Friday, 27 September 2013

Anna + Elena Balbusso

Anna, Elen Balbusso, V&A, Alexander Puskin, Eugene Onegin, fiction, illustration, award, 2013, tree face, dapper, gentleman
picture taken from here
cover for Eugene Onegin
The Balbusso twins are illustrators, I saw a sample of their work on a recent visit to the V&A. They have won the 2013 V&A Illustration award for their illustrations for Alexander Pushkin's book, Eugene Onegin. 

Anna, Elen Balbusso, V&A, Alexander Puskin, Eugene Onegin, fiction, illustration, award, 2013, dress, woman, forest, dear, sun
picture taken from here 
Having a gander at their website, Anna and Elena have also illustrated few other books including Beowulf  and one of my favorite novels The Handmaid's Tale, by Margret Atwood:-
Anna, Elen Balbusso, V&A, Margaret Atwood, The Handmaid's tale,fiction, illustration, award, 2013, pregnant, red dress, uniform, Offred, jealousy
pictures taken from here 
Anna, Elen Balbusso,  Margaret Atwood, The Handmaid's tale,fiction, eys, illustration, guardians, daughters, wives, blue, white, uniform, dictatorship, march, ceromony

Anna, Elen Balbusso, V&A, Margaret Atwood, The Handmaid's tale,fiction, illustration, 2013, scrabble, forbidden, words, Offred, commander, illicit

The Reading Girl- Theodore Roussel

lady, book, naked, The Reading Girl, Theodore Roussel, art, painting, literature, kimono

Sunday, 22 September 2013

Freemasons' Hall, The United Grand Lodge of England

London, Freemasons, Lodge, hall, London, Openhouse, 2013, United Grand lodge, symbolism, conspiracy, architecture, visit, day trip, hoborn, things to do
United Grand Lodge of England 
We went inside the Freemasons' Hall as part of Open House weekend. I've been wanting to go for a while as secret societies and conspiracy theories fascinate me. Plus when I used to work nearby I would often see men with matching ties and briefcases go inside the Hall for clandestine meetings.

Freemason lodges in England 
Actually the Freemasons' Hall was disappointingly un-secretive, the Masons were very welcoming and inviting towards visitors. There's even a museum an information booklet and regular tours. So much for conspiracy theories and world domination plots. If you want to know more about the Freemasons their website is suitably vague/informative or you could always read Freemasonry for Dummies which was available to buy in the gift shop.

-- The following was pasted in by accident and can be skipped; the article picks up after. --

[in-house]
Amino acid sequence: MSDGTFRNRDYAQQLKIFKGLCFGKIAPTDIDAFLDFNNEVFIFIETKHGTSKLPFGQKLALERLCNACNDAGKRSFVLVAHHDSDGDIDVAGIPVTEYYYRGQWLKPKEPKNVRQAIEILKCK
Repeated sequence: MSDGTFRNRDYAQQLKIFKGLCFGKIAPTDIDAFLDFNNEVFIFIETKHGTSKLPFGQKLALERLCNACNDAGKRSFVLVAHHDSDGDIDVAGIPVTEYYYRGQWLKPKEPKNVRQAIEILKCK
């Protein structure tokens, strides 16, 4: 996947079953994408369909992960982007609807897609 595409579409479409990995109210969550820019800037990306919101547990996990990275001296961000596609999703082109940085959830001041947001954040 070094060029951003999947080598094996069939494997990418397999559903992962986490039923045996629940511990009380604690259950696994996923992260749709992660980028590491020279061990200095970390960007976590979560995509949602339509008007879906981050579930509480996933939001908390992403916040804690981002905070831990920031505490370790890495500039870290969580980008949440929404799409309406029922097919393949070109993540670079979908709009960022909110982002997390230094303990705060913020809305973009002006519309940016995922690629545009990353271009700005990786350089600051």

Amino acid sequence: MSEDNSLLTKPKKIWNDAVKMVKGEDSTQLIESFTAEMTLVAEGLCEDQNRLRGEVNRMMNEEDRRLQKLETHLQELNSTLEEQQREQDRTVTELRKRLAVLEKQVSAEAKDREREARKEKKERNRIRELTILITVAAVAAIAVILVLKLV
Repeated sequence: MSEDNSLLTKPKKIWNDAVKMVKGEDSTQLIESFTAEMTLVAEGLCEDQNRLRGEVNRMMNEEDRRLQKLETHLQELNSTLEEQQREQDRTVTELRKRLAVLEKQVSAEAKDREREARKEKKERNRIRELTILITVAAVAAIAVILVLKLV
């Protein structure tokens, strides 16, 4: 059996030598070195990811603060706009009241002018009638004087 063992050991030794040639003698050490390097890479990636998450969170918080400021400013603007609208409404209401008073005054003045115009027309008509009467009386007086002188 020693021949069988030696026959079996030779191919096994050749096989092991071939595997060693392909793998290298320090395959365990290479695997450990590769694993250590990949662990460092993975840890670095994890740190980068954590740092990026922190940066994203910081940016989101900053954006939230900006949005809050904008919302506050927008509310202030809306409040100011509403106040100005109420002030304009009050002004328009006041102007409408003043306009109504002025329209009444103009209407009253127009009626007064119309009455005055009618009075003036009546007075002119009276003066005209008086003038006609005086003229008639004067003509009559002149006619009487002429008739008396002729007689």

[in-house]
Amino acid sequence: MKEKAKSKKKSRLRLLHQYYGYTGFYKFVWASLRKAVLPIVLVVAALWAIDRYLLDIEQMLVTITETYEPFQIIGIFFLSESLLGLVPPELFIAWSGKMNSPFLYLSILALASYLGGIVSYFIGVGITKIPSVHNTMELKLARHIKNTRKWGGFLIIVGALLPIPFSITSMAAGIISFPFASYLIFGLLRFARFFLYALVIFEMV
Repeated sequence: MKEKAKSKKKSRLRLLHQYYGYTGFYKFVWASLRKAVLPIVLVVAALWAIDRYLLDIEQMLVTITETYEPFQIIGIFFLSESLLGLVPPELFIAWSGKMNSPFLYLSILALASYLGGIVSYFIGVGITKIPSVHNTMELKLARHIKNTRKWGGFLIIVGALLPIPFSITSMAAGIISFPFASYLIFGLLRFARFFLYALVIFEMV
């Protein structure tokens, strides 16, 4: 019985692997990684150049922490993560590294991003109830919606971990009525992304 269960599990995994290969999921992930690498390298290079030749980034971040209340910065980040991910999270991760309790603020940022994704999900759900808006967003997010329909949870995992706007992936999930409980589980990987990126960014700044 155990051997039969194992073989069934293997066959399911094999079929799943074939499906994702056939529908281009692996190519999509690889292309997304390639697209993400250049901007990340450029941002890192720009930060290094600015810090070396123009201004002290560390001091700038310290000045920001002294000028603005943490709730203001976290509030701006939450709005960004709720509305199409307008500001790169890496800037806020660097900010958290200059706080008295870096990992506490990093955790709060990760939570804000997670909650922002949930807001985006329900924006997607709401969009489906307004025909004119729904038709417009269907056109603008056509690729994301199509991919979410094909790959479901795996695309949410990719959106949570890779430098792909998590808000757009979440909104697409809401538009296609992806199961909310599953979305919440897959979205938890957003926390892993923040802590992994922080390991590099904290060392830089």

Symbolism is important to the Freemason society, five and six pointed stars can be found all over the building.
United Grand Lodge London, Freemason, seven pointed star, floor
floor of the United Grand Lodge 
The five pointed star,the 'pentalpha', represents the five points of Masonic fellowship. For Pythagoras (an important figure to the masons) it was symbol of perfection and the universe. The Pentalpha is also an ancient emblem of good luck and health.
United Grand Lodge London, Freemason, seven pointed star, celing
Celling of the United Grand Lodge 
The six pointed star, the 'hexalpha', (common also in Jewish faith, the star of David) is for Freemason known as the Seal of Solomon and is the badge of Royal Arch Freemasonry.

Other important Masonic symbols include:-
wheat = resurrection
lotus = waters of life
irises = eternal life 
doors to the Grand Temple, each door weighs 1¼
   tons and depicts the building of Solomon's temple 

The Grand Temple 

Open House London

It is Open House London this week, which means building of historical, cultural or architectural importance open their doors to the public for free. Loads of properties take part, from tower blocks to embassies, from churches to the Bank of England. At most locations entry is at  first come first served basis, but for others it is pre-book only, or a lucky dip ballot.

Obviously some properties are more popular than others, like thousands of other people I wanted to see inside the iconic Battersea Power station, but we quickly gave up on this plan when we saw the massive queue.

Bank of England, fish eye, London, visit, OpenHouse, property, perception, framed
The Bank of England 
Other properties were equally busy, like the Bank of England, again the queue was huge so we just had to be satisfied with seeing the outside.

We did manage to make it inside the Custom House. Which rather interesting history was enthusiastically told by a current employee, it's always nice when you can tell someone genuinely loves their job. The custom house used to be very  important as it was here that revenue from ships from all over the Empire would be collected. They officers where also responsible for preventing smuggling and things used to get pretty rowdy as they used to carry muskets.

After spending most of the morning traipsing all over London, we refuelled at My Old Dutch pancake house in Holborn. Me and my sis both opted for banana, chocolate and nut pancakes. Before heading on to the Freemasons' Hall.
My Old Dutch, pancake, banana, cream, chocolate, nuts
pancake with chocolate, nuts, banana and cream. 
If you're thinking of doing Open House next year here are a couple of top tips:

  1. Pre-book and enter the ballots in advance. We were very disappointed we were too late to enter the ballot for 10 Downing Street. Pre-booking also means guaranteed entry, I'm sure many people didn't even get inside the places they spent hours queuing for.  
  2. Plan your route carefully. If you you go to the popular properties, you may be limited to only seeing one building and you can expect long queues so bring a book.